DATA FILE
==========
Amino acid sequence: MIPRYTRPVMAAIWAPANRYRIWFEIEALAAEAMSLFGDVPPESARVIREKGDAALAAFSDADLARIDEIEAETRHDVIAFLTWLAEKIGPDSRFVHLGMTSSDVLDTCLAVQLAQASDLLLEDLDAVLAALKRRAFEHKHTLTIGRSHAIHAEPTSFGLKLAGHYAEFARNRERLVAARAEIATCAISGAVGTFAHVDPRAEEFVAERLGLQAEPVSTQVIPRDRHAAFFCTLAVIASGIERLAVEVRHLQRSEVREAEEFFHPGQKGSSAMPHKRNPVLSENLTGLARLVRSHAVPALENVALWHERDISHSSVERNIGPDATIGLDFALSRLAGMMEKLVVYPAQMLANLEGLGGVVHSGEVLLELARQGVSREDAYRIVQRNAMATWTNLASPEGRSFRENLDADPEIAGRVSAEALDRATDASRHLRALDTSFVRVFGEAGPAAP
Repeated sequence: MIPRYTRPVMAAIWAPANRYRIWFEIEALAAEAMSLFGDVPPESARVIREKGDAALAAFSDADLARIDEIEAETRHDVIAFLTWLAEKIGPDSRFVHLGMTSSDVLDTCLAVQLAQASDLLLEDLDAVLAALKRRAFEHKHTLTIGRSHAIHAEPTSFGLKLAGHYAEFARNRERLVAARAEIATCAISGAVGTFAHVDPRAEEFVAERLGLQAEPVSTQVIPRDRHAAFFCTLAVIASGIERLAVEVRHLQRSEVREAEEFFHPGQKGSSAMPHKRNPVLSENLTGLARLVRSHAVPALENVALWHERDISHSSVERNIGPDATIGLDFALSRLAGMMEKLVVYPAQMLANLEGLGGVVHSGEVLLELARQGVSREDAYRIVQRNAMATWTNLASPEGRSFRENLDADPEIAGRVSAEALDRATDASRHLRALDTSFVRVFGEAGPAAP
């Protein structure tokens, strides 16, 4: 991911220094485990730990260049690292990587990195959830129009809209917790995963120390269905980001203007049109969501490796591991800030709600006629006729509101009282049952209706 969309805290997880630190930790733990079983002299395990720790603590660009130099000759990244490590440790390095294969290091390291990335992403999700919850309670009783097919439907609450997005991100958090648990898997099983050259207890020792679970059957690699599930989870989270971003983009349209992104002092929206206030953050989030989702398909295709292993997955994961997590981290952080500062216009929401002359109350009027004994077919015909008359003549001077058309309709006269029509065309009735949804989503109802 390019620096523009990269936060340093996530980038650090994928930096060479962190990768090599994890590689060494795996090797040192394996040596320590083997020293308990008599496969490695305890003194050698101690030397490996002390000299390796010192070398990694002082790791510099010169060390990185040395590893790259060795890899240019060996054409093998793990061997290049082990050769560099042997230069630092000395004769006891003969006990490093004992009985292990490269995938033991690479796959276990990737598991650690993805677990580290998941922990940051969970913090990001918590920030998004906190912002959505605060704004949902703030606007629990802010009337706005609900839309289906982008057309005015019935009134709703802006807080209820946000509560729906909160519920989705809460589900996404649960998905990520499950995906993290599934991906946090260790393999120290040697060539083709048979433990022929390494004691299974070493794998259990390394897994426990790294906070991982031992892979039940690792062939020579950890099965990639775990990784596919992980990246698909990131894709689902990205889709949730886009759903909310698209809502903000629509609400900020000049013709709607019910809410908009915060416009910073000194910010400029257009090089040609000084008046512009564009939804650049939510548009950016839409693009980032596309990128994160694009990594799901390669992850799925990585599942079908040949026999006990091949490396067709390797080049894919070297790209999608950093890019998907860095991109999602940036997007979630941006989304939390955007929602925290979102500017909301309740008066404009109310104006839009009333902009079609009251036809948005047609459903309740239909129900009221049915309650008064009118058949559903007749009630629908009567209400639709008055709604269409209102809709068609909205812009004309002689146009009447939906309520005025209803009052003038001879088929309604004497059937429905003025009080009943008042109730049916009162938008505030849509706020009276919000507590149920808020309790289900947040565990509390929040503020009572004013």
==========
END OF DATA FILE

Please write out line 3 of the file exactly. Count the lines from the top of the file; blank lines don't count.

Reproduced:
């Protein structure tokens, strides 16, 4: 991911220094485990730990260049690292990587990195959830129009809209917790995963120390269905980001203007049109969501490796591991800030709600006629006729509101009282049952209706 969309805290997880630190930790733990079983002299395990720790603590660009130099000759990244490590440790390095294969290091390291990335992403999700919850309670009783097919439907609450997005991100958090648990898997099983050259207890020792679970059957690699599930989870989270971003983009349209992104002092929206206030953050989030989702398909295709292993997955994961997590981290952080500062216009929401002359109350009027004994077919015909008359003549001077058309309709006269029509065309009735949804989503109802 390019620096523009990269936060340093996530980038650090994928930096060479962190990768090599994890590689060494795996090797040192394996040596320590083997020293308990008599496969490695305890003194050698101690030397490996002390000299390796010192070398990694002082790791510099010169060390990185040395590893790259060795890899240019060996054409093998793990061997290049082990050769560099042997230069630092000395004769006891003969006990490093004992009985292990490269995938033991690479796959276990990737598991650690993805677990580290998941922990940051969970913090990001918590920030998004906190912002959505605060704004949902703030606007629990802010009337706005609900839309289906982008057309005015019935009134709703802006807080209820946000509560729906909160519920989705809460589900996404649960998905990520499950995906993290599934991906946090260790393999120290040697060539083709048979433990022929390494004691299974070493794998259990390394897994426990790294906070991982031992892979039940690792062939020579950890099965990639775990990784596919992980990246698909990131894709689902990205889709949730886009759903909310698209809502903000629509609400900020000049013709709607019910809410908009915060416009910073000194910010400029257009090089040609000084008046512009564009939804650049939510548009950016839409693009980032596309990128994160694009990594799901390669992850799925990585599942079908040949026999006990091949490396067709390797080049894919070297790209999608950093890019998907860095991109999602940036997007979630941006989304939390955007929602925290979102500017909301309740008066404009109310104006839009009333902009079609009251036809948005047609459903309740239909129900009221049915309650008064009118058949559903007749009630629908009567209400639709008055709604269409209102809709068609909205812009004309002689146009009447939906309520005025209803009052003038001879088929309604004497059937429905003025009080009943008042109730049916009162938008505030849509706020009276919000507590149920808020309790289900947040565990509390929040503020009572004013």